[0005] In one aspect, the invention relates to a medical analysis system for determining electrical properties, EP, of a target volume in a subject. The subject may for example be imaged or scanned by an MRI system, so as to generate images of the target volume in the subject. The medical analysis system comprises at least one processor; and at least one memory storing machine executable instructions, the processor being configured for controlling the medical analysis system, wherein execution of the machine executable instructions causes the processor to: a) train of a deep neural network, DNN, using a training dataset, the training dataset comprising training B1 field maps and corresponding EP maps, the training comprising using a monte carlo, MC, dropout of the DNN during the training, resulting in a trained DNN configured for generating EP maps from B1 field maps; b) receive an input B1 field map of the target volume, and repeatedly generate by the trained DNN from the input B1 field map an EP map, resulting in a set of EP maps, wherein the generating comprises using in each repetition the MC dropout during inference (or usage) of the trained DNN; c) combine the set of EP maps for determining an EP map and associated uncertainty map of the input B1 field map.

[0006] The training set may be built using existing B1 field maps of a volume. The B1 field maps are labeled with respective EP maps. That volume may be the target volume or another subject's volume. For example, numerous B1 mapping methods exist for experimentally determining B1 field distributions. These methods may be used for measuring magnitude and phase distributions. For example, two MRI scans may be used to acquire or generate a complex-valued B1 field map e.g. one scan for acquiring the B1 magnitude distribution and one scan for acquiring the B1 phase distribution. The B1 field maps maybe B1 transmit field maps. For example, magnetic resonance electrical property tomography (MR-EPT) maybe used for estimating the conductivity and permittivity distribution of the target volume. Imaging in accordance with MR-EPT may enable to obtain a phase image and/or B1 amplitude image of the RF field produced using specific pulse sequences. For example, the subject may be imaged by a magnetic resonance imaging (MRI) system, resulting in MRI data. The MRI data may be used to reconstruct tissue EPs by solving an electromagnetic inverse problem relating MR measurements of the transmit radio frequency (RF) field to the EPs.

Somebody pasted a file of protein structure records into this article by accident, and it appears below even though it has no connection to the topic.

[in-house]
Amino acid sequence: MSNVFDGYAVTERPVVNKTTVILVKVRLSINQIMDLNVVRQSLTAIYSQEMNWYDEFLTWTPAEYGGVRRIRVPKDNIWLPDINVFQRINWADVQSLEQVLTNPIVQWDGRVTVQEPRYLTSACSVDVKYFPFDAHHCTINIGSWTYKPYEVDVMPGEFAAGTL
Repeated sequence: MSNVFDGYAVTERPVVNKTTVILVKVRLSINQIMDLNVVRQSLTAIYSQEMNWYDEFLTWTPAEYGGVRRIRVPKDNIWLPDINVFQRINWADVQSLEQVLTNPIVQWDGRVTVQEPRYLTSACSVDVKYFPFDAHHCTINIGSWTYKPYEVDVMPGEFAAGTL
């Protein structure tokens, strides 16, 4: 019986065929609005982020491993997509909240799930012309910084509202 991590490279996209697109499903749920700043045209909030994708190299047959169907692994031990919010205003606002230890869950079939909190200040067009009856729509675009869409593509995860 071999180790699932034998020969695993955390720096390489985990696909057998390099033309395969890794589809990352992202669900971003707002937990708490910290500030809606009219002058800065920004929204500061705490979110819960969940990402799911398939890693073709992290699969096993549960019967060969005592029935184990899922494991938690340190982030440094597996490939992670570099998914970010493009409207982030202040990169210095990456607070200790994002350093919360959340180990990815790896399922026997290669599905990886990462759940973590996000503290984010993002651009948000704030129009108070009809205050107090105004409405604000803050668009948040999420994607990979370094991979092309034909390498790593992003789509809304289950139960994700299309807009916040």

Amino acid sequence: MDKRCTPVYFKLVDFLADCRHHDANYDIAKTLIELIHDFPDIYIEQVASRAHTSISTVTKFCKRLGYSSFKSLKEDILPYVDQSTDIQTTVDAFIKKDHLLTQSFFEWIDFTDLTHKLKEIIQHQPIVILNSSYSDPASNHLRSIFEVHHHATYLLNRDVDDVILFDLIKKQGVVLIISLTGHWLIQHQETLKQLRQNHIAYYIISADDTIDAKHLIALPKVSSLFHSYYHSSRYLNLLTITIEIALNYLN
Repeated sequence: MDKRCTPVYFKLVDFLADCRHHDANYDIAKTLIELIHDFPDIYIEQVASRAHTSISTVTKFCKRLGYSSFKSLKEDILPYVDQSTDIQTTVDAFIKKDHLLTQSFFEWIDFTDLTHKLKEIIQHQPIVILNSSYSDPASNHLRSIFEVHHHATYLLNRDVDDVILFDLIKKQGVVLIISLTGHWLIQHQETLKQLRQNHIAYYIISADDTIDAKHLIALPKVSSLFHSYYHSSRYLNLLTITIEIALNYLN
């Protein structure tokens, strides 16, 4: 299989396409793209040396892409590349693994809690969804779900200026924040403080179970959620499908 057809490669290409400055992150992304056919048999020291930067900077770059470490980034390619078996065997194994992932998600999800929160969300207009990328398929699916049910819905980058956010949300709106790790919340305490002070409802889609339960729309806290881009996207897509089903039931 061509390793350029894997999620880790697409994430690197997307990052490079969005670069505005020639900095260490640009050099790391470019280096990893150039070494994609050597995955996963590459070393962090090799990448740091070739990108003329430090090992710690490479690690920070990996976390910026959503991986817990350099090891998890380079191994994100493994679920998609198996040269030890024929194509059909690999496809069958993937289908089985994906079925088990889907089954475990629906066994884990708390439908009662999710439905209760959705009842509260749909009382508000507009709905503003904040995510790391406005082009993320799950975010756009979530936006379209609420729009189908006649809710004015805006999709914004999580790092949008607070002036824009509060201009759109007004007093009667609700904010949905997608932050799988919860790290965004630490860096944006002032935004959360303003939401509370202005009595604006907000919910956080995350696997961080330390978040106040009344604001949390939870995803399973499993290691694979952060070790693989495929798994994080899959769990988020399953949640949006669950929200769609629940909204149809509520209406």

[0007] When the information on B1 field is determined or presented in the form of a 2-D or 3-D spatial distribution, it may be called a B1 field map. The B1 field map may for example be determined using MRI data acquired by scanning the target volume of the subject. A B1 field map may be used to derive from the B1 field map an EP map. The derived EP map therefore corresponds to that B1 field map. Deriving the EP map comprises performing an EPT reconstruction using the B1 field map e.g. the EP map may be computed by taking Laplacian of the B1 field map.

[0008] The present subject matter uses the MC dropout for inferring an uncertainty value along with each EP value voxel by voxel. The uncertainty values serve as an indicator for faulty network behavior of the DNN with the possibility of potentially reducing in-vivo artifacts by repeating the scan.